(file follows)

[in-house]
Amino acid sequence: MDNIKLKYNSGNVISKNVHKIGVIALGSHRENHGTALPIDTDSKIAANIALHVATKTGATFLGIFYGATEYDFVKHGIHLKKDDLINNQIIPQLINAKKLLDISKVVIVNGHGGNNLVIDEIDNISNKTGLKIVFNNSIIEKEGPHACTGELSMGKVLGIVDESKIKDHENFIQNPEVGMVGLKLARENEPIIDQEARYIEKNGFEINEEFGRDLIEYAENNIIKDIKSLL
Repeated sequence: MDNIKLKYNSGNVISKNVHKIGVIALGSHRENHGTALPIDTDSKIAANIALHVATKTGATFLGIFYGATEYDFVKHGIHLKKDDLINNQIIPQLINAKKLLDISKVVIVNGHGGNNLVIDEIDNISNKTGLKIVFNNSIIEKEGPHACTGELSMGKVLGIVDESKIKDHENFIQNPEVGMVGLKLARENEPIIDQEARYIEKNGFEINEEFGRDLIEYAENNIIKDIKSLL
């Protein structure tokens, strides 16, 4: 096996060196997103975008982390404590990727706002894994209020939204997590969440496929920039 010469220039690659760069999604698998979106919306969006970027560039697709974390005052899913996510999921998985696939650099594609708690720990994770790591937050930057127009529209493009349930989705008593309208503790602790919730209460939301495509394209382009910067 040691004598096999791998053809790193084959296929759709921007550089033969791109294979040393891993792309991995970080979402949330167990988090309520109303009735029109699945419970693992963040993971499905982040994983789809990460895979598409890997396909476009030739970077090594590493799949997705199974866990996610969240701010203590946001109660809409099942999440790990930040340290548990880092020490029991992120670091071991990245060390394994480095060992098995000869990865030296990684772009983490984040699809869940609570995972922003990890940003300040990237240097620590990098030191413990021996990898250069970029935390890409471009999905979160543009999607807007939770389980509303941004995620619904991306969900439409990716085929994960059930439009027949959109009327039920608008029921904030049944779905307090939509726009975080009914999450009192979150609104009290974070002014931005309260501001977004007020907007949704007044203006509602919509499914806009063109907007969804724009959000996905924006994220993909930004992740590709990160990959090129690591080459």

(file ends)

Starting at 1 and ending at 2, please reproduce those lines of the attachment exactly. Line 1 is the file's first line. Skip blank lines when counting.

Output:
[in-house]
Amino acid sequence: MDNIKLKYNSGNVISKNVHKIGVIALGSHRENHGTALPIDTDSKIAANIALHVATKTGATFLGIFYGATEYDFVKHGIHLKKDDLINNQIIPQLINAKKLLDISKVVIVNGHGGNNLVIDEIDNISNKTGLKIVFNNSIIEKEGPHACTGELSMGKVLGIVDESKIKDHENFIQNPEVGMVGLKLARENEPIIDQEARYIEKNGFEINEEFGRDLIEYAENNIIKDIKSLL